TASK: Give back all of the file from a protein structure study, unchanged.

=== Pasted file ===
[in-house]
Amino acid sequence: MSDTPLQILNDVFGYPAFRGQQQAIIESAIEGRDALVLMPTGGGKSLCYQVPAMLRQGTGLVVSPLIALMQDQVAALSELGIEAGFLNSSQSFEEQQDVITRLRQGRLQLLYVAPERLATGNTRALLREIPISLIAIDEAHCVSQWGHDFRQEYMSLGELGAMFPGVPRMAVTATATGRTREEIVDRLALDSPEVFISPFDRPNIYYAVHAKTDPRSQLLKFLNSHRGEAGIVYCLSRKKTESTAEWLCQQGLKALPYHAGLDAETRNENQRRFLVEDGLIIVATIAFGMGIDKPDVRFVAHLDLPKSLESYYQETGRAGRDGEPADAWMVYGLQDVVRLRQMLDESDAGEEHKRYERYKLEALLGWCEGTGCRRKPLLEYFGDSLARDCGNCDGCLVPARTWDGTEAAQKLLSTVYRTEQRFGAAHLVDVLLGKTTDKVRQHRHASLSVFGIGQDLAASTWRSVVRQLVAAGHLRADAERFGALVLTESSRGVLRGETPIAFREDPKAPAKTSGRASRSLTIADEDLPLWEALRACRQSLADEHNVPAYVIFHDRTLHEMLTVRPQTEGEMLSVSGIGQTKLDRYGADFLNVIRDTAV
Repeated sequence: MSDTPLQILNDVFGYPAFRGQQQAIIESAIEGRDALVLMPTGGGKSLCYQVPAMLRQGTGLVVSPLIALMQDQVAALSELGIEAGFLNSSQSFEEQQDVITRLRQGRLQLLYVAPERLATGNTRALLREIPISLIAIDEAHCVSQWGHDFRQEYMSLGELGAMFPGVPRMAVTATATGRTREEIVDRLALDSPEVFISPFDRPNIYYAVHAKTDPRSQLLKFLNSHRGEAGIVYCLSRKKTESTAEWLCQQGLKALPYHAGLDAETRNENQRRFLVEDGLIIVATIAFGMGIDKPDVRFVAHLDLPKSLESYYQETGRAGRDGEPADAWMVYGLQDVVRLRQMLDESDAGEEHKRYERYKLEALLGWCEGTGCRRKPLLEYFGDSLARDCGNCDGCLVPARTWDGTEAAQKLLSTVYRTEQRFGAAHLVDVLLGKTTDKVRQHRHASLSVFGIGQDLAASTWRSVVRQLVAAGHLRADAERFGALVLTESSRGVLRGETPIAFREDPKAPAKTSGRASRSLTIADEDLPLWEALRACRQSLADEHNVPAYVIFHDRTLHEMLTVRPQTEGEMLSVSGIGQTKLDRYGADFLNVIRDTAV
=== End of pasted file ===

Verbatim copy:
[in-house]
Amino acid sequence: MSDTPLQILNDVFGYPAFRGQQQAIIESAIEGRDALVLMPTGGGKSLCYQVPAMLRQGTGLVVSPLIALMQDQVAALSELGIEAGFLNSSQSFEEQQDVITRLRQGRLQLLYVAPERLATGNTRALLREIPISLIAIDEAHCVSQWGHDFRQEYMSLGELGAMFPGVPRMAVTATATGRTREEIVDRLALDSPEVFISPFDRPNIYYAVHAKTDPRSQLLKFLNSHRGEAGIVYCLSRKKTESTAEWLCQQGLKALPYHAGLDAETRNENQRRFLVEDGLIIVATIAFGMGIDKPDVRFVAHLDLPKSLESYYQETGRAGRDGEPADAWMVYGLQDVVRLRQMLDESDAGEEHKRYERYKLEALLGWCEGTGCRRKPLLEYFGDSLARDCGNCDGCLVPARTWDGTEAAQKLLSTVYRTEQRFGAAHLVDVLLGKTTDKVRQHRHASLSVFGIGQDLAASTWRSVVRQLVAAGHLRADAERFGALVLTESSRGVLRGETPIAFREDPKAPAKTSGRASRSLTIADEDLPLWEALRACRQSLADEHNVPAYVIFHDRTLHEMLTVRPQTEGEMLSVSGIGQTKLDRYGADFLNVIRDTAV
Repeated sequence: MSDTPLQILNDVFGYPAFRGQQQAIIESAIEGRDALVLMPTGGGKSLCYQVPAMLRQGTGLVVSPLIALMQDQVAALSELGIEAGFLNSSQSFEEQQDVITRLRQGRLQLLYVAPERLATGNTRALLREIPISLIAIDEAHCVSQWGHDFRQEYMSLGELGAMFPGVPRMAVTATATGRTREEIVDRLALDSPEVFISPFDRPNIYYAVHAKTDPRSQLLKFLNSHRGEAGIVYCLSRKKTESTAEWLCQQGLKALPYHAGLDAETRNENQRRFLVEDGLIIVATIAFGMGIDKPDVRFVAHLDLPKSLESYYQETGRAGRDGEPADAWMVYGLQDVVRLRQMLDESDAGEEHKRYERYKLEALLGWCEGTGCRRKPLLEYFGDSLARDCGNCDGCLVPARTWDGTEAAQKLLSTVYRTEQRFGAAHLVDVLLGKTTDKVRQHRHASLSVFGIGQDLAASTWRSVVRQLVAAGHLRADAERFGALVLTESSRGVLRGETPIAFREDPKAPAKTSGRASRSLTIADEDLPLWEALRACRQSLADEHNVPAYVIFHDRTLHEMLTVRPQTEGEMLSVSGIGQTKLDRYGADFLNVIRDTAV